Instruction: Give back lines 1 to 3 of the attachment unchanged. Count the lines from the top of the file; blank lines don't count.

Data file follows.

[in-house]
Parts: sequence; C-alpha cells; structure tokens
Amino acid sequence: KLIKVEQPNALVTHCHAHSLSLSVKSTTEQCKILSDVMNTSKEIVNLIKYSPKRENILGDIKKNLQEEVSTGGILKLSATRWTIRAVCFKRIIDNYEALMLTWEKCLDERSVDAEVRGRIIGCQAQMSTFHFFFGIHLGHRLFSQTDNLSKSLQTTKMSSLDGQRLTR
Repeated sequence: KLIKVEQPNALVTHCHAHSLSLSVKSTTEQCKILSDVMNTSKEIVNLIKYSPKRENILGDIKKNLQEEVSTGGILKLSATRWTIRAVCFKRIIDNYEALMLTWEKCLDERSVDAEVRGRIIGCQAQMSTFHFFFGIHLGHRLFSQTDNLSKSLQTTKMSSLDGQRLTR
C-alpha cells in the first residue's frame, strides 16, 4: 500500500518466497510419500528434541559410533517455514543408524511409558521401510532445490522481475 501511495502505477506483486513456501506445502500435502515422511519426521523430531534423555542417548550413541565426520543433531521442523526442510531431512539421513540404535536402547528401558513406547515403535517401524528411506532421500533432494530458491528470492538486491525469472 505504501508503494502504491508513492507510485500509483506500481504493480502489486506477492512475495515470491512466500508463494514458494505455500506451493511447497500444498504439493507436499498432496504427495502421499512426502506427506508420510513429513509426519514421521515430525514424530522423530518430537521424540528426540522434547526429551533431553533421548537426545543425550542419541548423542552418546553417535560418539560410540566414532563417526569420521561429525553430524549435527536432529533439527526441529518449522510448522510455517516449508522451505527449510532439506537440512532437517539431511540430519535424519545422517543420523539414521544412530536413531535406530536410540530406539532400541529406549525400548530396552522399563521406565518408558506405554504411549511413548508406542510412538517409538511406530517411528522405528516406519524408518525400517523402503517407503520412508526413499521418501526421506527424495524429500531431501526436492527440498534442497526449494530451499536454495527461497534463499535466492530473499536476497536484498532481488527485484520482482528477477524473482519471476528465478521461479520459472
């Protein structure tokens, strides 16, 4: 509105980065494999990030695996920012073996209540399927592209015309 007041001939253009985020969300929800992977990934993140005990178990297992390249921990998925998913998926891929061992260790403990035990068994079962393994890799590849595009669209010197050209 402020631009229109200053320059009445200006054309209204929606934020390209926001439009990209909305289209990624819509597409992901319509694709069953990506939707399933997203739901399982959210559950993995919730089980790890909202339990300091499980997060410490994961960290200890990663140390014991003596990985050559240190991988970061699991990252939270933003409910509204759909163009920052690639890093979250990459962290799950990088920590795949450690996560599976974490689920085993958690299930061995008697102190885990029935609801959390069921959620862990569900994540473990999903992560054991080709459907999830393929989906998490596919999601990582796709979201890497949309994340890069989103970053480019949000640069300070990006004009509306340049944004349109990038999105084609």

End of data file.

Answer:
[in-house]
Parts: sequence; C-alpha cells; structure tokens
Amino acid sequence: KLIKVEQPNALVTHCHAHSLSLSVKSTTEQCKILSDVMNTSKEIVNLIKYSPKRENILGDIKKNLQEEVSTGGILKLSATRWTIRAVCFKRIIDNYEALMLTWEKCLDERSVDAEVRGRIIGCQAQMSTFHFFFGIHLGHRLFSQTDNLSKSLQTTKMSSLDGQRLTR